The theaters below show films in their original language; click on the links for showtimes and ticket information.
Interviews with the stars, general film articles, and reports on press conferences and film festivals.
Subscribe to the free KinoCritics monthly email newsletter here.

Film Review: 12 Mighty Orphans
by Karen Pecota

"If we were carving a Mount Rushmore of football coaching, Harvey Nual "Rusty" Russell would be on it -- possibly even carved first." ~ film director-screenwriter, Ty Roberts

A filmmaking trio--producer Houston Hill, director-screenwriter Ty Roberts, and writer-actor Lane Garrison--collaborate with screenwriter Kevin Meyer to take the 2008 bestseller Twelve Mighty Orphans: The Inspiring True Story of the Mighty Mites Who Rules Texas Football by Jim Dent, a veteran sportswriter who covered the Dallas Cowboys for over a decade and revive the story of Rusty and Juanita Russell in their latest feature narrative12 Mighty Orphans.

Set in the Great Depression, during the Dust Bowl era between the 1930s-1940s, a major exodus of those living in the Plains states moved elsewhere to escape the horrific dust storms and drought that brought devastation, loss of livelihood, and many to the brink of despair.

Garrison says, "In Texas, Rusty is pretty legendary. His importance is one who shaped young minds and ambitions." Rusty and Juanita were hired by an orphanage in Fort Worth, Texas, as teachers but the two brought so much more to the lives of each child that entered the orphanage compound. It became an institution where education and nurturing went hand-in-hand. Rusty's wife, Juanita, who taught mathematics and practical life skills, was just as influential. The Russell team became the nurturing "parenting" figures the children at the orphanage needed during troubled times.

The added benefit was that Rusty had football coaching skills in which he incorporated his love for the sport to teach and train his rowdy, rambunctious and at-times irreverent orphaned teens about life while learning the tactics of American football.

Garrison recalls, "We did not want to make a football movie." Adding, "Football would be the vehicle, the tool that Rusty used, but this was about these boys and this man overcoming adversity and great obstacles." Roberts said, "I wanted the film to be more of an inward look at what drives us as teachers and artists. I view Rusty as a bit of an artist using his skills to craft a new way." Continuing, "There's selflessness in Rusty that was one of my great inspirations in wanting to share his story." Noting, "Before Rusty and Juanita arrived at the orphanage, it was almost like a labor camp. Afterward, it became a caring, warm and loving institution that changed lives in a positive way. They really inspired their kids to be driven by knowledge."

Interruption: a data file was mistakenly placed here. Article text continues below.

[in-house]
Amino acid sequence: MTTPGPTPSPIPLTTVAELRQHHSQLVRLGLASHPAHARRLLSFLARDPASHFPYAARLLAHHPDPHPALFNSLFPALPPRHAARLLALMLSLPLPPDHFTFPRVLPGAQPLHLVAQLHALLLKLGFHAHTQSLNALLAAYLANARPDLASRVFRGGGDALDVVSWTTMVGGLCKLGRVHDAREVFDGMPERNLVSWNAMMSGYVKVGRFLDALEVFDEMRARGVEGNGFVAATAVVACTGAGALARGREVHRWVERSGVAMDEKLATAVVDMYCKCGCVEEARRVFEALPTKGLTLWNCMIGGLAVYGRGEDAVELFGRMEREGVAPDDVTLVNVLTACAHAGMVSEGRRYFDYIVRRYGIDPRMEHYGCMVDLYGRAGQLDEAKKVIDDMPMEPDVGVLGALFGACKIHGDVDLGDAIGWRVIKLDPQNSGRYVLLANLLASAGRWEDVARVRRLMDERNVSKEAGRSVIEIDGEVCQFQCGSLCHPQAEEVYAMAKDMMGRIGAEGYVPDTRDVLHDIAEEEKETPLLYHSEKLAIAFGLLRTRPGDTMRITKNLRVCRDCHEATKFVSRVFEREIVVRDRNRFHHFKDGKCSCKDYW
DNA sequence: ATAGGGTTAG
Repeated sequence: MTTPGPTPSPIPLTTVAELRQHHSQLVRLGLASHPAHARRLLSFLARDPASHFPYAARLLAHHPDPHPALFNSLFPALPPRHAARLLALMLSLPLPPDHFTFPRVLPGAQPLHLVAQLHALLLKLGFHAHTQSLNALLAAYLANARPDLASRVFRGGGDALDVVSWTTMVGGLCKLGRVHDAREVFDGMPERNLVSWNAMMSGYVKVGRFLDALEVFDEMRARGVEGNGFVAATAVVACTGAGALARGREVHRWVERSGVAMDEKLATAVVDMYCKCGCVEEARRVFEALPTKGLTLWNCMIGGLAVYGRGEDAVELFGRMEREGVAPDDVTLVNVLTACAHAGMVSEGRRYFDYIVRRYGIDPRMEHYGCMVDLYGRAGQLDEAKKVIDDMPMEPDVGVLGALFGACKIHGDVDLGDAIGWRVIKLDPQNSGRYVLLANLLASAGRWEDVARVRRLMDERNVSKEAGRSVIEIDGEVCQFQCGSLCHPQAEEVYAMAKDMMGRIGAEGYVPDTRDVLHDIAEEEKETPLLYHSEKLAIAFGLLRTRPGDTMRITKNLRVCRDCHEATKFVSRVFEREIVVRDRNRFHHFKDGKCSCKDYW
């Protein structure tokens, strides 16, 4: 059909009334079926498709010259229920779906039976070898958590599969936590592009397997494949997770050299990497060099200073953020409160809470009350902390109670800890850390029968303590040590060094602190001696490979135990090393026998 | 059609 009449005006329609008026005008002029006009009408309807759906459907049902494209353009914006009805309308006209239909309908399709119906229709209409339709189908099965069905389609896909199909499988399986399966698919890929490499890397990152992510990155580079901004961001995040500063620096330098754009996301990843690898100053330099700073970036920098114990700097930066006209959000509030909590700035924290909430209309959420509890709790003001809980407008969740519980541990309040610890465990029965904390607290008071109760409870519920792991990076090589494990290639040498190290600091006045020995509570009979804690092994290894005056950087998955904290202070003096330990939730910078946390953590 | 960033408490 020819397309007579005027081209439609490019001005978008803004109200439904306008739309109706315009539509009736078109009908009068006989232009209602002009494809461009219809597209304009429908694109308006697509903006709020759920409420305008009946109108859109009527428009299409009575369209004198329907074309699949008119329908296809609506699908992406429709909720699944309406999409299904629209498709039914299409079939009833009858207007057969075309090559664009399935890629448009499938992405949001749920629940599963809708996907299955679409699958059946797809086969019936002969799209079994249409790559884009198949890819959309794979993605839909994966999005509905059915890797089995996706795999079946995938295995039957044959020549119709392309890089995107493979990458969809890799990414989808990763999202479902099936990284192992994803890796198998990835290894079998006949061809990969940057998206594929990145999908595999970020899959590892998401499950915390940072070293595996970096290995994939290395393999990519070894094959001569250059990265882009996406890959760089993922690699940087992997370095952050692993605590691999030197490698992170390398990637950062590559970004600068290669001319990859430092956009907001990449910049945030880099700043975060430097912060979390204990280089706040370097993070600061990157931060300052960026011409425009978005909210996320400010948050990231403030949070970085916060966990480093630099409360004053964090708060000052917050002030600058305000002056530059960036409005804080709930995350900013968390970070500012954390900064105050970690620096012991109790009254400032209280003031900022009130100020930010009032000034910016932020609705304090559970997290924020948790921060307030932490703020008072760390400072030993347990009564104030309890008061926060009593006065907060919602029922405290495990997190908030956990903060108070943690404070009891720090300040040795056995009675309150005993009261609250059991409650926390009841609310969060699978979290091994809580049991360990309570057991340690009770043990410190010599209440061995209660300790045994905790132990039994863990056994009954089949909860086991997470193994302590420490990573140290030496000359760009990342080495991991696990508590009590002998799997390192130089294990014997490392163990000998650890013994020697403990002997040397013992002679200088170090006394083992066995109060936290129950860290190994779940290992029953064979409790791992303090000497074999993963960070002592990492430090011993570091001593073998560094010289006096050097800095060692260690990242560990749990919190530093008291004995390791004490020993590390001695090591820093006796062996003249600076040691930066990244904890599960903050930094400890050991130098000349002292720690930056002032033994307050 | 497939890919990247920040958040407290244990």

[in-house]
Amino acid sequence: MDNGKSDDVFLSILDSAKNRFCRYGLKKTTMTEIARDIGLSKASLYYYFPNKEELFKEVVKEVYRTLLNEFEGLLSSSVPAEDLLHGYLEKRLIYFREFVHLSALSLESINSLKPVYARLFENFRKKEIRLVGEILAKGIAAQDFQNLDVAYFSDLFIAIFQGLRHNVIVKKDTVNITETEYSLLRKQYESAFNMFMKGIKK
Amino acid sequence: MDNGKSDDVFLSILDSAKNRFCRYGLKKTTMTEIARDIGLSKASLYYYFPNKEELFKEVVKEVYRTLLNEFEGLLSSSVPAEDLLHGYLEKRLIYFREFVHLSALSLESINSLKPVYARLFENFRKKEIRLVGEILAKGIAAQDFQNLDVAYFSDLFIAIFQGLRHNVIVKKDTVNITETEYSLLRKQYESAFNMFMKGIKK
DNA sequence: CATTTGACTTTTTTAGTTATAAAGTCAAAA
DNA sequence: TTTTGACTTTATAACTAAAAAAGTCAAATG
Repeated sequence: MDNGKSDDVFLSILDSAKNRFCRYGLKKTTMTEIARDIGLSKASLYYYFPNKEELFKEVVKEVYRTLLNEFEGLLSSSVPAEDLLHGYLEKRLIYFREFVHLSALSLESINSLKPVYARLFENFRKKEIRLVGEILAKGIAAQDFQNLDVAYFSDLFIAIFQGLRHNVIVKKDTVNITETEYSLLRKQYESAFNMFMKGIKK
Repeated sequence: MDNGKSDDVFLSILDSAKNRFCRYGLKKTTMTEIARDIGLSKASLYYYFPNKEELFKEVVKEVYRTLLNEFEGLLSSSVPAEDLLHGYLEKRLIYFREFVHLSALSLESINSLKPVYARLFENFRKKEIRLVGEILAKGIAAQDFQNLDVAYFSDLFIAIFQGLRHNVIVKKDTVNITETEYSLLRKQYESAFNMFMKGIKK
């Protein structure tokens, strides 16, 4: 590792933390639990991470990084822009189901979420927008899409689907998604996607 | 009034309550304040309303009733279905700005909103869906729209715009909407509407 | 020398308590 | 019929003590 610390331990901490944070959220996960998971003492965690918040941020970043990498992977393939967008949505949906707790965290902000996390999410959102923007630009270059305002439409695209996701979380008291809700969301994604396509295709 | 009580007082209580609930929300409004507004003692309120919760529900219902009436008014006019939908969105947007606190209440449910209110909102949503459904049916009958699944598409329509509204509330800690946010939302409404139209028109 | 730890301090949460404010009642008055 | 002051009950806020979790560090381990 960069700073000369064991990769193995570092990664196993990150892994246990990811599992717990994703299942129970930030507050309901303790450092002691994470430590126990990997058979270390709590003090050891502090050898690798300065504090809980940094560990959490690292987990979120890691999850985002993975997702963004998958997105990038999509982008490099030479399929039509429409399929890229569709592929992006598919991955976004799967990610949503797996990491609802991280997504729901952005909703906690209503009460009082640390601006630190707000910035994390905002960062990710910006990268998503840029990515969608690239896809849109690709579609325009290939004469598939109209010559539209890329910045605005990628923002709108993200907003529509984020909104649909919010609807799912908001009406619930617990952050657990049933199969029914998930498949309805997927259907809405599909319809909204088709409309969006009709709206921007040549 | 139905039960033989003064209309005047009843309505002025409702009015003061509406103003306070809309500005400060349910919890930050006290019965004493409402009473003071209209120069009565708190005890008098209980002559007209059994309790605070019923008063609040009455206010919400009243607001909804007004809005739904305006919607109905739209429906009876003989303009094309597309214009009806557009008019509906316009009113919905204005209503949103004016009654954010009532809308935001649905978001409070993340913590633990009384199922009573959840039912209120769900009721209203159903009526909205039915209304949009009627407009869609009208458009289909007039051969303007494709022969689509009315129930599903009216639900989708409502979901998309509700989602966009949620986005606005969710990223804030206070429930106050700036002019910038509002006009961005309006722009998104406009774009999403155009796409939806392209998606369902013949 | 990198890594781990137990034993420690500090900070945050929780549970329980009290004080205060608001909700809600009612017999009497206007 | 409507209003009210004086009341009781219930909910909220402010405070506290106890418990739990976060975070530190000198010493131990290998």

Based on a true story, an orphanage in Fort Worth, Texas, took in abandoned children of all ages when their families could no longer care for them during the Dust Bowl era in American history. Rarely, did any parent return to retrieve their children though that was the promise made when the parents came upon better times. The orphanage grew to handle over 100 residents at one time from birth to late teens. At the onset the institution was run like a work camp, by taking abandoned boys and girls and working them hard to keep the orphanage running for their room and board.

This is the story of the Mighty Mites, the famous football team comprised of teens from the orphanage under the direction of a new teacher and football coach, Rusty Russell (Luke Wilson). He was a coach who believed that his orphans could compete at the better organized high-school level; so, he drove his students to believe in themselves, supported their efforts, as well as each one's personhood.

Unique to other teachers who were hired and fired easily at the orphanage during this era, Rusty and his wife, Juanita (Vinessa Shaw) were different. They were committed to each student and would not give up on them, even if they appeared to be little/big rascals. The students would test the Russell team on many levels, but Rusty and Juanita knew their efforts to teach and train would pay off if they stayed committed and present in the lives of their students.

Rusty's determination would happen on the football field with the help of Doc Hall (Martin Sheen). Rusty devised a game strategy that turned each player’s weaknesses into unbeatable strengths to play as a unit...a team. The team concept was something his players were not used to because in real life each teen learned to fend for themselves. Rusty's spread offense strategy (without which today's football would be unthinkable) was key to his young players’ success. This style earned them the right to play in state championships; therefore, becoming a national symbol of pride and resilience at a time so many were in the pits-of-despair.